While it was heartening to see that red blood turn a bit blue, there were some very important mitigating circumstances to consider. Circumstances that don’t exist in most states – especially in our far western neighborhoods.

For example, Black voters – who normally mark their Alabama ballots for a Dem – make up nearly half of the electorate in that state. The largely white legislature, in that heavily Republican state, has historically thrown roadblocks in minority pathways to the polls. Winner Doug Jones continually reminded Black audiences of that fact and it can realistically be assumed some of those voters, who made the narrow but winning difference, came from those determined to overcome such hurdles. A little show of strength, so to speak. Not the case – in large numbers – in our Northwest.

Then, there were the women. Yes, we have women in our neighborhood. But, many Republican women in Alabama had a major motivation – not traditionally found in other red states – to side with Democrats. And that was the well-publicized gross sexual history of their party nominee. Whatever they felt about his purely political unfitness for office, many women might likely have been overcome by anger about his immorality and lifelong abusive perversions regarding women – especially teens. Another mitigating factor for the Jones victory other states can’t truly replicate

Then, there was the Republican candidate himself. While a lot of unfit folk make it into elective office on a regular basis, never in my life have I seen one more deserving of outright repudiation and public condemnation. If you were to build a “candidate” from scratch, about the only despicable trait you could add to match Moore would be that of a serial killer. The guy has a previous lifetime history of rejection of most values the rest of us hold.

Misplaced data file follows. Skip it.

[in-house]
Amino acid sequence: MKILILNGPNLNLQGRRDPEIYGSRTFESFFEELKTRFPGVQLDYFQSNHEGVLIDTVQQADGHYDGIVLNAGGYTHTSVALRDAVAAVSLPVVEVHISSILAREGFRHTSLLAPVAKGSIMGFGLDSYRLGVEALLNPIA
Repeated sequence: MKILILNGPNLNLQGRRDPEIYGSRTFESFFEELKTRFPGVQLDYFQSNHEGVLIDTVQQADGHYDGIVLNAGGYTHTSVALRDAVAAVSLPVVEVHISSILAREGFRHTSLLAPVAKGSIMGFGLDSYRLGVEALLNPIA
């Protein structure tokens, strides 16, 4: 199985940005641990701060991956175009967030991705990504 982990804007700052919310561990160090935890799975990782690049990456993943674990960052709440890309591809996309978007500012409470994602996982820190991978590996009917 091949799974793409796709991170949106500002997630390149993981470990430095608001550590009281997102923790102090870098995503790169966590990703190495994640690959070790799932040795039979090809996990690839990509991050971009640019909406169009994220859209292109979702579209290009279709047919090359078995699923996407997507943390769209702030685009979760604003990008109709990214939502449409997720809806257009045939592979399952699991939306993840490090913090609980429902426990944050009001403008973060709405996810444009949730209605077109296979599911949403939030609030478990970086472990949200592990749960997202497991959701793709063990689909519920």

Twice fired from the Alabama Supreme Court for violating federal law and U.S. Supreme Court decisions, Moore made a mockery of his elected responsibilities. Openly flouting constitutional authority – while claiming his own nutcase supremacy in public office – should have kept him off any ballot for any public job. As much credence as you might give Jones’ efforts for the win, the lions’ share of blame for the loss must go to Moore. A well-demonstrated and uniquely gross personal history like Moore’s is not normally found in many elections.

Then, there’s this. The margin of victory was about 20,000 in an election in which 1,325,536 votes were cast. Add in the coincidently 20,000 known write-in votes plus a large number of traditional Alabama voters who stayed home rather than cast their usually GOP ballots for Moore and the outcome could have gone the other way. That means about one-in-two folks walking down a typical Alabama street voted for the loser. Or just didn’t vote.

Democrats in deep red states like Idaho and Utah have a right to be cheered by the Alabama outcome. Break open the bubbly and toast a brighter day. BUT, as you cheer this recent breakthrough, keep a good grasp on reality. The political winds in Alabama combined to create a very unusual storm.

While you may rejoice in the outcome and see an opportunity to slip past your traditionally conservative GOP opponent(s), none of you will face a candidate as repulsive as Roy Moore. It’s doubtful Steve Bannon or Donald Trump will visit your little red state with their political bile to motivate Republicans to cross over and back a Democrat. None of you have a large enough minority population to achieve what Black voters did in Alabama. Make a difference? Yes. Swing an election? No.

Nor are you likely to get major economic and organizational support from the DNC such as Jones did. Not unless you can construct a scenario like Moore who fomented a Republican voter rejection of their own candidate.

By all accounts, Dems are going into the 2018 campaign in better shape than their counterparts. At least for the moment. But, they can’t sit back and expect any different outcomes than they’ve previously seen.